Texas Divorce Attorney Serving North Houston
Zealous and Professional Representation with a High Level of Service
At the McNamara Law Office in Kingwood, Texas, we see all types of divorce cases, from amicable divorces resolved by agreement to those that are rife with emotion and conflict. We encourage meaningful, substantive negotiation and are often able to help clients come to agreement. We carefully counsel our clients on their legal options and the range of outcomes they should reasonably expect. We recognize that some divorces will end up in the courtroom. Our founder, Brian J. McNamara, prepares every case for trial, even though most clients do come to a settlement. We believe that this thorough preparation puts our clients in the best position to negotiate, and Mr. McNamara is an experienced trial lawyer. To discuss your divorce with an experienced Texas divorce attorney,contact our law office today. We offer a reduced-fee initial consultation in divorce and family law cases.
Listed below is more information on divorce in the state of Texas.
Texas Divorce – An Overview
Contemplating divorce is always difficult. Involving a knowledgeable Texas family law attorney as soon as possible in the divorce process is one of the best ways to preserve your own long-term financial and emotional health.
Division of Property in Texas
When there is little or no marital property, no children, no issues of spousal maintenance, amicable spouses can usually obtain a quick divorce by making a divorce agreement and having a judge approve it. Most divorces, however, are quite different and far more complex. The typical Texas divorce involves a union of many years with considerable marital property, both personal property and real estate, children, family businesses, large or concealed debts, trust funds, real estate in other states, joint and separate accounts, investments, insurance, pensions, and other assets. In these complex situations, the parties often cannot divide their property on their own and, therefore may require court involvement for its ultimate division.
Questions to Ask During Divorce
Considering whether you should end your marriage is one of the most important and difficult decisions you will ever encounter. It is important to approach the question from a rational perspective rather than solely an emotional one. In many ways, it is a business decision that requires you to evaluate many issues. Once you review this list of questions, you may rethink the direction you are headed, or you will be better prepared to move forward while working with your attorney.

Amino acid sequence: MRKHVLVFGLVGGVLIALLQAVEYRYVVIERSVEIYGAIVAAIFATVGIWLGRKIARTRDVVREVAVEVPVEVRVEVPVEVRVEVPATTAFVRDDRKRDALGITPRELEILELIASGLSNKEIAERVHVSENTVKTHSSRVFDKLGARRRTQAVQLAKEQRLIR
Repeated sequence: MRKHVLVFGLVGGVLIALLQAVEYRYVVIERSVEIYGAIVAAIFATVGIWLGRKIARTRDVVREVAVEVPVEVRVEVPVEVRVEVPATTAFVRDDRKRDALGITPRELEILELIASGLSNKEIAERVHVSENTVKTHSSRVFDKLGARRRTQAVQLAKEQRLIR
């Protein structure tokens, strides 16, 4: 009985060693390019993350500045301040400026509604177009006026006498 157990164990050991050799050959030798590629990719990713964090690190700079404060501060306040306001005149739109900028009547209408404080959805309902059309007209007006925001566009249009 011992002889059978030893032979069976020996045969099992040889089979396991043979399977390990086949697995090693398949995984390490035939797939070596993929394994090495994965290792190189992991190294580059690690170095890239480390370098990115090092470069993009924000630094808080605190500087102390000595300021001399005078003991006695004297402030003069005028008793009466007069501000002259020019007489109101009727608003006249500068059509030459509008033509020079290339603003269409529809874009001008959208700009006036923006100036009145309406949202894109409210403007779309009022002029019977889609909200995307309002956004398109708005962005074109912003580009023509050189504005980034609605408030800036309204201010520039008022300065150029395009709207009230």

Recovering from a Divorce
Recovering from a divorce is similar to the grieving process one experiences when a loved one dies. There are five stages in the process: shock and denial, anger, ambivalence, depression, and recovery. Many people expect to work through these stages one after the other, but that isn’t usually how it happens. You can expect to move in and out of each phase over time and sometimes experience more than one phase at the same time. It is a difficult process and time consuming. Family counselors advise it may take as long as two years to fully recover.
An Amicable Divorce
Divorce is one of the most emotional experiences a person will ever face. The decision to end a marriage is not an easy one and it is often accompanied with anger, fear, and resentment. The negative emotions associated with divorce are responsible for more than hurt feelings; they affect the final outcome of settlement negotiations. Most important, if children are involved, they will generally suffer. It is in your best interest to approach divorce from an amicable perspective. This will allow you to put on your business hat, which is critical for reaching a successful settlement. It will also allow you to put on your effective parent hat, which is critical for helping your children through this difficult process.
Texas Divorce Resource Links
Texas Attorney General’s Child Support Interactive Web Page
Online payment and case status information
American Bar Association – Family Law
Tables and summaries of the law in the 50 states
Texas Divorce Law
Specifics on Texas laws related to divorce